Trap Glazed: What It Means To Be Black In Comedy

Tiffany Haddish has once again proven herself to be a tickling delight on the big screen. The comedienne, who made her film debut in the 2017 smash hit, Girls Trip, got her shot at a leading role opposite Kevin Hart in Night School. The movie debuted last Friday and topped the weekend box office at $28 million, making back almost all of its budget in just a few days. I watched Night School and found my chuckles easily transitioning into cackles at various points. It’s a funny movie that I was able to appreciate more because two of the most in-demand Black comedy stars are at the center of it. But I’m not sure that I’d add Night School to the list of great Black/urban comedies — like Harlem Nights, Friday, or more recently, Almost Christmas — despite the huge role that Haddish, Hart, and Black producer Will Packer played in bringing it to life.
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I would argue that Night School is a crossover success, a project that intentionally appeals to a broader demographic. In the film, Hart’s character attends a diverse school where both his best friend and nemesis are white, as are some of his night school classmates. Haddish and Romany Malco, who plays a classic hotep named Jaylen, are the only characters who consistently make use of Black vernacular. They are two racialized characters in an otherwise perfectly blended world. In other words, it’s not explicitly Black, even with the rare cocktail of two Black leads.
How is this possible? Comedy, just like other forms of creativity like music, visual art and theater, takes on a different form when it intersects with Black culture. Jokes formulated within the lexicon, codes, and performative dimensions of Blackness — elements that exist independent of the white gaze — and with Black recipients in mind, are what make urban comedy. It is style of comedy that has been mastered by stand-up comics like Katt Williams, Mo’Nique, Mike Epps, Sommore, and Bernie Mac. There are a few white comedians who specialize in Black comedy , like Gary Owen. (“Black comedy” should not be confused with “dark humor,” the dry, ironic, bleak tone of mostly-white films like Heathers and Fight Club.) Inversely, there are Black comedians who do not, like Phoebe Robinson and Jessica Williams from 2 Dope Queens. Then there are people like Haddish and Hart, who find a sweet spot for appealing to both Black and broader audiences, and thus successfully make the transition to mainstream movie and/or TV stardom. Under the general umbrella of comedy — stand up and otherwise — there is certainly a hierarchy and Black/urban comedy is often at the bottom of it. This pecking order is not lost on those who specialize in the genre.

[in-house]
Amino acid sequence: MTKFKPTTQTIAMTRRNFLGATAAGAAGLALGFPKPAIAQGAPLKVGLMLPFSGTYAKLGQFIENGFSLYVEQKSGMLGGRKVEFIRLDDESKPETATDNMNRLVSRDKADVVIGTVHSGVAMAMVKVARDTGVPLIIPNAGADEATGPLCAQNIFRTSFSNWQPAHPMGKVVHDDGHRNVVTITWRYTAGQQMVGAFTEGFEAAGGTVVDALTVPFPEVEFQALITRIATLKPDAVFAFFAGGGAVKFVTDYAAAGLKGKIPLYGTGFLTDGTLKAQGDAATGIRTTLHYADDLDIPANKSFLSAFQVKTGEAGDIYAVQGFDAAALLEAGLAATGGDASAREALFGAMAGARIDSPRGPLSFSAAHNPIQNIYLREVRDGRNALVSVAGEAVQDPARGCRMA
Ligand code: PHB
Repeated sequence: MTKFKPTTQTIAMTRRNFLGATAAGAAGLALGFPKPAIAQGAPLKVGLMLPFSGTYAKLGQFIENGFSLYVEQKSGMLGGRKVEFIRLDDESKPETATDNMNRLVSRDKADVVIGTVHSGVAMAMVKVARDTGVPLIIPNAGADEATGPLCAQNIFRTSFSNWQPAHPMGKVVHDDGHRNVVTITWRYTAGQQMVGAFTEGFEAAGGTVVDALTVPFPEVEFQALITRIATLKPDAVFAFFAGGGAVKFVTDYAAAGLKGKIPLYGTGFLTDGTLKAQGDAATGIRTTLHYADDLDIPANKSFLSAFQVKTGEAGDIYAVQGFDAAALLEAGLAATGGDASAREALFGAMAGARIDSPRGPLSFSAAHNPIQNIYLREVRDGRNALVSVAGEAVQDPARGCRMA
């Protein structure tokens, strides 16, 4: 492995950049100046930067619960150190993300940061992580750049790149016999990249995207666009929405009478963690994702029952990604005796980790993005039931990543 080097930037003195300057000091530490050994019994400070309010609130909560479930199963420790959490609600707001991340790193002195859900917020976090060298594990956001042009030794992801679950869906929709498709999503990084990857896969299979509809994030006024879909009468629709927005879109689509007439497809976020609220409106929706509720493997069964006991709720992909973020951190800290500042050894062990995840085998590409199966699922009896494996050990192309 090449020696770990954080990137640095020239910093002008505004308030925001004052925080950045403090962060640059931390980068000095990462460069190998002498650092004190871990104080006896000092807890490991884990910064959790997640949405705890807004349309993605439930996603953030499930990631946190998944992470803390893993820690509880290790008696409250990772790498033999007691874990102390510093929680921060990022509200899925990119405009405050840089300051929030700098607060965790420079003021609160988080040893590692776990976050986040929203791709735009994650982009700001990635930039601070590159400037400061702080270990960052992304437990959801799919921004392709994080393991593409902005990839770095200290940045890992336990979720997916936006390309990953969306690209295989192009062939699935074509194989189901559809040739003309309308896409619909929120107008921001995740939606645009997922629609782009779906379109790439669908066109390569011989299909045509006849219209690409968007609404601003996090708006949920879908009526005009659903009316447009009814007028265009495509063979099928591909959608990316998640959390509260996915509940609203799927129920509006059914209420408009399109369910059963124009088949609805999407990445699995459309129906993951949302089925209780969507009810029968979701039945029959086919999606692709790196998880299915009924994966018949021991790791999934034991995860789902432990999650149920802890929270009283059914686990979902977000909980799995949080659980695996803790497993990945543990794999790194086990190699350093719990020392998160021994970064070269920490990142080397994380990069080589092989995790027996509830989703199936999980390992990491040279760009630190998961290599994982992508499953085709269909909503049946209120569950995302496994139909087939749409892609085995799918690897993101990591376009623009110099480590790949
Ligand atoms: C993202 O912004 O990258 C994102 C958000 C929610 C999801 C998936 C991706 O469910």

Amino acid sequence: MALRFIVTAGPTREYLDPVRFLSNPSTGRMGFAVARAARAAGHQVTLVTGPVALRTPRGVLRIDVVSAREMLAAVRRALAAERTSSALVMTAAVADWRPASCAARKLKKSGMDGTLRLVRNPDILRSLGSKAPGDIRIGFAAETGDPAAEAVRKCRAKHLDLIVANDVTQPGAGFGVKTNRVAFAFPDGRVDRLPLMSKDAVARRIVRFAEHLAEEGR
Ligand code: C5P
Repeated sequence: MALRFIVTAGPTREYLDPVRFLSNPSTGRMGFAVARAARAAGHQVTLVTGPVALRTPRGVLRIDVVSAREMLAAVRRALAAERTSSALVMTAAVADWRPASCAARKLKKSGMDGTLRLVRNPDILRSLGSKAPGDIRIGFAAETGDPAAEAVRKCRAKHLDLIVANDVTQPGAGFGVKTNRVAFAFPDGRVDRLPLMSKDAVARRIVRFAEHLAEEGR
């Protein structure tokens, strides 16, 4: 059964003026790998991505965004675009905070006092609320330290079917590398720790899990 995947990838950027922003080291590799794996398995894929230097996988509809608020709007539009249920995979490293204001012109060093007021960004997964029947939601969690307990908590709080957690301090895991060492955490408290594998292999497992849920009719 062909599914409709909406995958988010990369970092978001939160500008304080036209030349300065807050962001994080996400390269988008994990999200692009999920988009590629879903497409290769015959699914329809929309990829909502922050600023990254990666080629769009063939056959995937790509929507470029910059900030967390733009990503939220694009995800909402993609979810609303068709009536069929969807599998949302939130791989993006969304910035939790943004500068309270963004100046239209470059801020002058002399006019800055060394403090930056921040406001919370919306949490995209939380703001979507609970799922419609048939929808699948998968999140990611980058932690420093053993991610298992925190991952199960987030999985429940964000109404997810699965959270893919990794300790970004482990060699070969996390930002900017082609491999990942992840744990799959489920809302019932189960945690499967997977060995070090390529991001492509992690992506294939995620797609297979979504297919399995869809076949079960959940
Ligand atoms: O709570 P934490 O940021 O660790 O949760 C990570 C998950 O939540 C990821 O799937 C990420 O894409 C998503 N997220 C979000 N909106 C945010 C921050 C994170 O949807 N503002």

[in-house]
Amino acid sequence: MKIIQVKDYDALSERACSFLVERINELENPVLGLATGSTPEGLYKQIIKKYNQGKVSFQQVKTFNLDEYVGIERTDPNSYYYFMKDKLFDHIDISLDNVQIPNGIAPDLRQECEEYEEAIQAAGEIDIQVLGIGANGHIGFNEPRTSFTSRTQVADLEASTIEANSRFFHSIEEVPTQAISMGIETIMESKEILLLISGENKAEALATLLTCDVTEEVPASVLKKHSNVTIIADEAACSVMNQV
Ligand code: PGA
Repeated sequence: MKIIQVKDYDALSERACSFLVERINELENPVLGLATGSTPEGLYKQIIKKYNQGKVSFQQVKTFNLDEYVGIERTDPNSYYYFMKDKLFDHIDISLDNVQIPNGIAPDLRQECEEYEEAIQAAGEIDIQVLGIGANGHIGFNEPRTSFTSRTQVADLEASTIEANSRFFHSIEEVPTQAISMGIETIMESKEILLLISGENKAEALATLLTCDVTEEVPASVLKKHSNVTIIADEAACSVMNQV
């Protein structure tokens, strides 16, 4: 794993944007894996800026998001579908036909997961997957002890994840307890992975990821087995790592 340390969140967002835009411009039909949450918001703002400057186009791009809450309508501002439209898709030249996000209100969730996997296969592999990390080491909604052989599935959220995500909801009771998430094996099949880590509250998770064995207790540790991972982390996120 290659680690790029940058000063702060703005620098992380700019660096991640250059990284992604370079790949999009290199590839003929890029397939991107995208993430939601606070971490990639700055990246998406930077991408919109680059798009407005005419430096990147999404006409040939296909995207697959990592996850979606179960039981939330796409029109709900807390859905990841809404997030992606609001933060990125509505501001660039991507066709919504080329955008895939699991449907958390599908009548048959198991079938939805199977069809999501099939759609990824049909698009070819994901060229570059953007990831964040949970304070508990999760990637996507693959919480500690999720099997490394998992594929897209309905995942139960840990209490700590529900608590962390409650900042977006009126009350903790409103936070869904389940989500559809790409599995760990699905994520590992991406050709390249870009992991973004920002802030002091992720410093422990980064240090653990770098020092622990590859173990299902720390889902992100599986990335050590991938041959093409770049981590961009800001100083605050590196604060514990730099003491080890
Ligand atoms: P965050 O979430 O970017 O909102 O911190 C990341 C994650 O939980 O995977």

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A couple of weeks before Night School hit theaters, Katt Williams kicked off what has been characterized in headlines one-sided beef with Haddish. As a guest on V-103’s “Frank and Wanda” radio show, Williams criticized Haddish’s quick rise to fame and the big breaks that she’s received as a result. According to him, her ability to leave audiences in hysterics during Girls Trip was the result of good script writing, not her talents as a comedian. “She been doing comedy since she was 16, you can’t tell me your favorite Tiffany Haddish joke,” he started. “Why? Because she ain’t done a tour yet. She ain’t done a special. She has not proven the ability to tell jokes back-to-back for an hour.”
Williams then went on to name several Black female comedians he deemed more worthy of the spotlight, like Lunelle and Mo’Nique (who notoriously called out Netflix for lowballing her in an offer for a comedy special). Interviewer Wanda Smith suggested that audiences have taken to Haddish because she’s “real.” But Williams quickly countered that the industry has actually embraced Haddish because she’s light-skinned and “she wanna sleep with a white man,” citing her comments on the Tonight Show with Jimmy Fallon where she joked about wanting a baby with Brad Pitt.